Posted by David Krulac on September 24, 2003 at 06:23:53:
doesn’t work in many areas or markets. Generally only works in high inflation/appreciating markets.
Too high pricing is probably the single reason most properties don’t sell. High pricing will also lenghten your days on the market.
Pricing is a tricky part of the business and many agents and most fsboS don’t have a clue.
“The house across the street sold for $100,000, so I want $125,000.” This “logic” doesn’t even say that his house is worth more. Once an owner told me that he wanted more for his house because his neighbor was a disagreeable person and couldn’t get along with anybody. Therefore since he was such a nice guy you should pay more to buy his house?
The two major components of pricing are 1. analyzing and getting good comps and 2. price point pricing.
#1 takes practice and can be a developed skill. Its basically what appraisers do. You want recent actual sales within the last 6 months of as similar properties as possible, as close as possible to the subject. If you’re working in a subdivision with 300 houses that has only 3 different models, this shouldn’t be too hard. If the house is unusual or drastically different, then this is more difficult.
But the more you do comp work and the better you know your area the better you will be.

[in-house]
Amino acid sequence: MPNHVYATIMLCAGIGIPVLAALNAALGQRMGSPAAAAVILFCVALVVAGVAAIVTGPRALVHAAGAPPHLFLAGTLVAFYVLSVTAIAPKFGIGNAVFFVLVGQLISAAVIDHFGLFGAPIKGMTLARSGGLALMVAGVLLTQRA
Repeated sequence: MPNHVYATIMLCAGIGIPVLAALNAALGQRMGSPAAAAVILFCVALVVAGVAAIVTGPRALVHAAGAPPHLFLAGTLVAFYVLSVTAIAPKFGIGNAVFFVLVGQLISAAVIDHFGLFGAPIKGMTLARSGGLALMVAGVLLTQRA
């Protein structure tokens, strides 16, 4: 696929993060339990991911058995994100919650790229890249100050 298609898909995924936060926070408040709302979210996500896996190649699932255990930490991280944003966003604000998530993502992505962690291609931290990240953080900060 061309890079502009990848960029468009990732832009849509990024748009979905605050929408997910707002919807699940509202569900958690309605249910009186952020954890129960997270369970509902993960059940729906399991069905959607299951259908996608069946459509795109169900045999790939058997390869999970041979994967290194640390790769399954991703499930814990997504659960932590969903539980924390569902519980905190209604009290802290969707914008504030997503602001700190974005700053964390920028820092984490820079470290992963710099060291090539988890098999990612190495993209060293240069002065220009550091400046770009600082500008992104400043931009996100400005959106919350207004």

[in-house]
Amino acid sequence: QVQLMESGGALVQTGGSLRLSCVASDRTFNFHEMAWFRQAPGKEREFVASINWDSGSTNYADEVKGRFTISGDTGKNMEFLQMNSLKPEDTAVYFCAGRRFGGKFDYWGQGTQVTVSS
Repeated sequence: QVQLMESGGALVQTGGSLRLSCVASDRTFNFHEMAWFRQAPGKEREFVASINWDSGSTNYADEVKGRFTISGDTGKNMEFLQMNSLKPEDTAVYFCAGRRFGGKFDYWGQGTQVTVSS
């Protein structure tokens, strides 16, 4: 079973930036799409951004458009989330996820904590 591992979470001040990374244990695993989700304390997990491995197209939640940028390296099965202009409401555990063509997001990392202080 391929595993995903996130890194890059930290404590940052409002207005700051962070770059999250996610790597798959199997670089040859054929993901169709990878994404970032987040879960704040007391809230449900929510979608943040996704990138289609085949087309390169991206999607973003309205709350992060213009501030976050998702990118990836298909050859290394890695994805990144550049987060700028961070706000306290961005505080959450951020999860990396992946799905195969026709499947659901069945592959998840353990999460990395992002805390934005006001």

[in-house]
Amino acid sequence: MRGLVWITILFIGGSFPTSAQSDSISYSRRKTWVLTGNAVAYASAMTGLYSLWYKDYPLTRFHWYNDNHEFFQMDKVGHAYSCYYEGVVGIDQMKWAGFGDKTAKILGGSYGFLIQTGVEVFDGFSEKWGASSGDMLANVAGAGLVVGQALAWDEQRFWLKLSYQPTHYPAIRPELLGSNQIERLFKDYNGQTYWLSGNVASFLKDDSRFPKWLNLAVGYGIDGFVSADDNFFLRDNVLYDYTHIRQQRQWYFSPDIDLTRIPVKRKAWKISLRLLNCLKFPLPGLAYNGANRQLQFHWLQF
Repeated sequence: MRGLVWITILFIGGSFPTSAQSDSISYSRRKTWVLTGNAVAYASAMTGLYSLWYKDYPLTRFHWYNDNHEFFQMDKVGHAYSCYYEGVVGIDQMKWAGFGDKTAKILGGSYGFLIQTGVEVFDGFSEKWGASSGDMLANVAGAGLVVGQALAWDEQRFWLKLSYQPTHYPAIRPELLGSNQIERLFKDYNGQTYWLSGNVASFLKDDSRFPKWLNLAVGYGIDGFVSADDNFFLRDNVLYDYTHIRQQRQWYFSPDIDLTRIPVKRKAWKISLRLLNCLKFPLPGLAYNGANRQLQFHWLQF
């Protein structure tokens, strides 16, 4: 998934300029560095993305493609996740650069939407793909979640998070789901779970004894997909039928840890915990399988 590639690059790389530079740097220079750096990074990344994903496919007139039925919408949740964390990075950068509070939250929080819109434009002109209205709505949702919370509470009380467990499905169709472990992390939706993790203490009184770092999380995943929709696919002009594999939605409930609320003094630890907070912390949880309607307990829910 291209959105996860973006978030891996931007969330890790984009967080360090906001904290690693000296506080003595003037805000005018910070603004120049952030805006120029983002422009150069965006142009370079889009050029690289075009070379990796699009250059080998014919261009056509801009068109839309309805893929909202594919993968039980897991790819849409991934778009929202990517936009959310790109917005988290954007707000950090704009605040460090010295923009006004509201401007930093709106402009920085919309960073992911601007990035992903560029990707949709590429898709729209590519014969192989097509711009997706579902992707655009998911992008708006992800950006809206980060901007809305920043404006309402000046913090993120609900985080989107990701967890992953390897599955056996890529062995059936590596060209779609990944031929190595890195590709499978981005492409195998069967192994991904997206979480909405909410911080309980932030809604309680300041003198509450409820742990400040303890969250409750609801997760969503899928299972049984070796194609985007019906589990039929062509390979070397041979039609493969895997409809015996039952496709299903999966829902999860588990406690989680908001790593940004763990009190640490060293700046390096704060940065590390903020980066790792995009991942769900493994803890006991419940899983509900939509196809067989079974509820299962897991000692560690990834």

I knew an appraiser that worked for a relo company and they would fire you if your appraisals weren’t within 5% of the actual sale price. That’s hard to do day in and day out, but you had to do it if you wanted to keep your job.
Secondly gasoline priced at 153.9 and cars priced at $9998 are examples of price point pricing. A Ford Focus at $9998 sounds cheaper than a $10,000 price.
I once priced a house at $99,990 to stay below $100,000. I’ve never priced a house at $101,000 or $102,000. Buyers think in terms of round numbers. They don’t want to spend more than $100,000, or $130,000 or $200,000 or what ever the number is. If you’re before that threshold, you’ll get noticed. If you’re above their threshold, they you’re off their radar screen. This is even more important if your property is listed. The buyer tells the agent they want to spent less than $100,000, the agent does a computer search of less than $100,000 and your $101,000 house doesn’t make the cut of eligible candidate homes.
Personally I’d rather sell slightly below market and have quick sales that sqeaze the last nickle and take a long time to do it.